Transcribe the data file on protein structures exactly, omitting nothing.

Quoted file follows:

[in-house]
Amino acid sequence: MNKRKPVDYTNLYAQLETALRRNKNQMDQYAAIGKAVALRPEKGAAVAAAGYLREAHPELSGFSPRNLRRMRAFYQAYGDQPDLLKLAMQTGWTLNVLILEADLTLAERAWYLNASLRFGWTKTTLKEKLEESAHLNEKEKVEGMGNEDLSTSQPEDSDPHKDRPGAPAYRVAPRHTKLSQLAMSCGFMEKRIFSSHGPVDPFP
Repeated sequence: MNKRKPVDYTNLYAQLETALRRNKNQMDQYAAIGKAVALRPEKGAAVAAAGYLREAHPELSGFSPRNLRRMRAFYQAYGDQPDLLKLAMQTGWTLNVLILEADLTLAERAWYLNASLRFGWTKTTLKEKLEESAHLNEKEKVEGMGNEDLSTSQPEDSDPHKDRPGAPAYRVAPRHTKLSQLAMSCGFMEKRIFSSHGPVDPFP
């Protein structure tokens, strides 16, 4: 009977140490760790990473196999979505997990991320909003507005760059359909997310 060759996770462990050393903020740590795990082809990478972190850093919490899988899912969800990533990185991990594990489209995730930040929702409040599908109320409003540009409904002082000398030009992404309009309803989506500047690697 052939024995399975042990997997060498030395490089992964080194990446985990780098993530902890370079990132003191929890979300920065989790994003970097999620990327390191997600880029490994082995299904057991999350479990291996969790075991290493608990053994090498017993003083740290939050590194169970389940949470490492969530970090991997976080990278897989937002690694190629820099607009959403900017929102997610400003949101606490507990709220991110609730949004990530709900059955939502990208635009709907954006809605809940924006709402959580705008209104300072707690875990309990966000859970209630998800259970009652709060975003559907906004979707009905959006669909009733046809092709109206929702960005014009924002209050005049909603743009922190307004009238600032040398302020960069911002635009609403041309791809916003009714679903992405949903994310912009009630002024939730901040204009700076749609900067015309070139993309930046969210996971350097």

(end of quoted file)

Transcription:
[in-house]
Amino acid sequence: MNKRKPVDYTNLYAQLETALRRNKNQMDQYAAIGKAVALRPEKGAAVAAAGYLREAHPELSGFSPRNLRRMRAFYQAYGDQPDLLKLAMQTGWTLNVLILEADLTLAERAWYLNASLRFGWTKTTLKEKLEESAHLNEKEKVEGMGNEDLSTSQPEDSDPHKDRPGAPAYRVAPRHTKLSQLAMSCGFMEKRIFSSHGPVDPFP
Repeated sequence: MNKRKPVDYTNLYAQLETALRRNKNQMDQYAAIGKAVALRPEKGAAVAAAGYLREAHPELSGFSPRNLRRMRAFYQAYGDQPDLLKLAMQTGWTLNVLILEADLTLAERAWYLNASLRFGWTKTTLKEKLEESAHLNEKEKVEGMGNEDLSTSQPEDSDPHKDRPGAPAYRVAPRHTKLSQLAMSCGFMEKRIFSSHGPVDPFP
């Protein structure tokens, strides 16, 4: 009977140490760790990473196999979505997990991320909003507005760059359909997310 060759996770462990050393903020740590795990082809990478972190850093919490899988899912969800990533990185991990594990489209995730930040929702409040599908109320409003540009409904002082000398030009992404309009309803989506500047690697 052939024995399975042990997997060498030395490089992964080194990446985990780098993530902890370079990132003191929890979300920065989790994003970097999620990327390191997600880029490994082995299904057991999350479990291996969790075991290493608990053994090498017993003083740290939050590194169970389940949470490492969530970090991997976080990278897989937002690694190629820099607009959403900017929102997610400003949101606490507990709220991110609730949004990530709900059955939502990208635009709907954006809605809940924006709402959580705008209104300072707690875990309990966000859970209630998800259970009652709060975003559907906004979707009905959006669909009733046809092709109206929702960005014009924002209050005049909603743009922190307004009238600032040398302020960069911002635009609403041309791809916003009714679903992405949903994310912009009630002024939730901040204009700076749609900067015309070139993309930046969210996971350097």